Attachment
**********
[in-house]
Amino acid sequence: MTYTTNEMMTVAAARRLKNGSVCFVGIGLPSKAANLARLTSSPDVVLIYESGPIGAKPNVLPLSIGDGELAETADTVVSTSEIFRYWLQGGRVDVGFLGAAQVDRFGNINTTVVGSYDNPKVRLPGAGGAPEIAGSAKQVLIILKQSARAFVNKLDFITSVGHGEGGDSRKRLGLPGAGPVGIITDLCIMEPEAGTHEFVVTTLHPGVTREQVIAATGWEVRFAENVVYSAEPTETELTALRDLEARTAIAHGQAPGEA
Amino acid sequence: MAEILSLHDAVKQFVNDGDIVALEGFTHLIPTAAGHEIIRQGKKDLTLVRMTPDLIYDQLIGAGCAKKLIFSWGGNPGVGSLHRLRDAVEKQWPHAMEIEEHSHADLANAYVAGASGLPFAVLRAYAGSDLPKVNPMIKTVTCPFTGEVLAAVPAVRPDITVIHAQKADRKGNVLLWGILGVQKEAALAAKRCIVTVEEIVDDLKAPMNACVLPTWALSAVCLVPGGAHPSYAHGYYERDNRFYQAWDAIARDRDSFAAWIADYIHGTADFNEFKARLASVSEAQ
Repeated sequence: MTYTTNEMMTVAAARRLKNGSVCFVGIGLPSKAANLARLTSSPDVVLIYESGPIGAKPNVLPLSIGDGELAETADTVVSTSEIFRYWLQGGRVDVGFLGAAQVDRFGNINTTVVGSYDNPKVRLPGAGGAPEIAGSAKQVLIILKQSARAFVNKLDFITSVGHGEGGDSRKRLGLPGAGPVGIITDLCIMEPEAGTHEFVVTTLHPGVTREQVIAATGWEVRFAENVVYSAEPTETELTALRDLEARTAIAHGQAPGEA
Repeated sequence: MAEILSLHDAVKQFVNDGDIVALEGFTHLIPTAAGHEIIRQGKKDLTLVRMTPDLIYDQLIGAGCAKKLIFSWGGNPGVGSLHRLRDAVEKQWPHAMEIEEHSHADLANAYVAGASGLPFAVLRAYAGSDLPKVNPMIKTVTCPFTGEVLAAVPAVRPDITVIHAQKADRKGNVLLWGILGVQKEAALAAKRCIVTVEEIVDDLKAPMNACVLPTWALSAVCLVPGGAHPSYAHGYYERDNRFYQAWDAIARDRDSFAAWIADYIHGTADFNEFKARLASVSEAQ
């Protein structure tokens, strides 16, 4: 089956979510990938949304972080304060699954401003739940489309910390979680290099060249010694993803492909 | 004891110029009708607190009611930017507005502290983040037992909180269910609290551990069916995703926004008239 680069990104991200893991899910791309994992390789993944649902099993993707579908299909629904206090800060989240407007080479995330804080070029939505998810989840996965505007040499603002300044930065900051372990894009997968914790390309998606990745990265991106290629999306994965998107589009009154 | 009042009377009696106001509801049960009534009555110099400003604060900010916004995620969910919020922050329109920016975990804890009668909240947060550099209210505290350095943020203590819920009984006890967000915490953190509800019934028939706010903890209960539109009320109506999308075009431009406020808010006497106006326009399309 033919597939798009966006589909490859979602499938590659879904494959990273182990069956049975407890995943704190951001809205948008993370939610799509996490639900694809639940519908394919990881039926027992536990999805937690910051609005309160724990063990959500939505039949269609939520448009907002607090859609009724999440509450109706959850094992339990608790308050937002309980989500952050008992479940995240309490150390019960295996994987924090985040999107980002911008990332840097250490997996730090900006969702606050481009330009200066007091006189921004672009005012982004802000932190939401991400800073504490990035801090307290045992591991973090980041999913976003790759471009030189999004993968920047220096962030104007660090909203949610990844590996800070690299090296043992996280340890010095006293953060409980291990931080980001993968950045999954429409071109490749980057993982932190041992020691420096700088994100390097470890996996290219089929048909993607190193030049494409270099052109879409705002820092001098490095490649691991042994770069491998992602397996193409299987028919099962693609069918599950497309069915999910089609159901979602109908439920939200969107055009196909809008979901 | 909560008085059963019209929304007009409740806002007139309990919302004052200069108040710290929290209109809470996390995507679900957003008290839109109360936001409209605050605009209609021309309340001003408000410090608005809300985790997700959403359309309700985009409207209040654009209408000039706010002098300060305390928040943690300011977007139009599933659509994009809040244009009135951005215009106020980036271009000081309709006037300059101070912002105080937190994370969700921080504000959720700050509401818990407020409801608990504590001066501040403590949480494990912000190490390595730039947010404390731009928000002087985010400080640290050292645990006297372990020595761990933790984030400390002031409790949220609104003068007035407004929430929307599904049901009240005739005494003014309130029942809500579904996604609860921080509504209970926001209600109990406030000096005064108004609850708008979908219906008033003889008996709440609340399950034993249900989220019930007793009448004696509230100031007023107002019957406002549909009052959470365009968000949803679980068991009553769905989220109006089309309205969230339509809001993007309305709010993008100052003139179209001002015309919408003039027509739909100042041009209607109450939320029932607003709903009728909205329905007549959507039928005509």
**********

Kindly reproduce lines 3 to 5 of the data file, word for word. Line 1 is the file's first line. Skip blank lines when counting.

Amino acid sequence: MAEILSLHDAVKQFVNDGDIVALEGFTHLIPTAAGHEIIRQGKKDLTLVRMTPDLIYDQLIGAGCAKKLIFSWGGNPGVGSLHRLRDAVEKQWPHAMEIEEHSHADLANAYVAGASGLPFAVLRAYAGSDLPKVNPMIKTVTCPFTGEVLAAVPAVRPDITVIHAQKADRKGNVLLWGILGVQKEAALAAKRCIVTVEEIVDDLKAPMNACVLPTWALSAVCLVPGGAHPSYAHGYYERDNRFYQAWDAIARDRDSFAAWIADYIHGTADFNEFKARLASVSEAQ
Repeated sequence: MTYTTNEMMTVAAARRLKNGSVCFVGIGLPSKAANLARLTSSPDVVLIYESGPIGAKPNVLPLSIGDGELAETADTVVSTSEIFRYWLQGGRVDVGFLGAAQVDRFGNINTTVVGSYDNPKVRLPGAGGAPEIAGSAKQVLIILKQSARAFVNKLDFITSVGHGEGGDSRKRLGLPGAGPVGIITDLCIMEPEAGTHEFVVTTLHPGVTREQVIAATGWEVRFAENVVYSAEPTETELTALRDLEARTAIAHGQAPGEA
Repeated sequence: MAEILSLHDAVKQFVNDGDIVALEGFTHLIPTAAGHEIIRQGKKDLTLVRMTPDLIYDQLIGAGCAKKLIFSWGGNPGVGSLHRLRDAVEKQWPHAMEIEEHSHADLANAYVAGASGLPFAVLRAYAGSDLPKVNPMIKTVTCPFTGEVLAAVPAVRPDITVIHAQKADRKGNVLLWGILGVQKEAALAAKRCIVTVEEIVDDLKAPMNACVLPTWALSAVCLVPGGAHPSYAHGYYERDNRFYQAWDAIARDRDSFAAWIADYIHGTADFNEFKARLASVSEAQ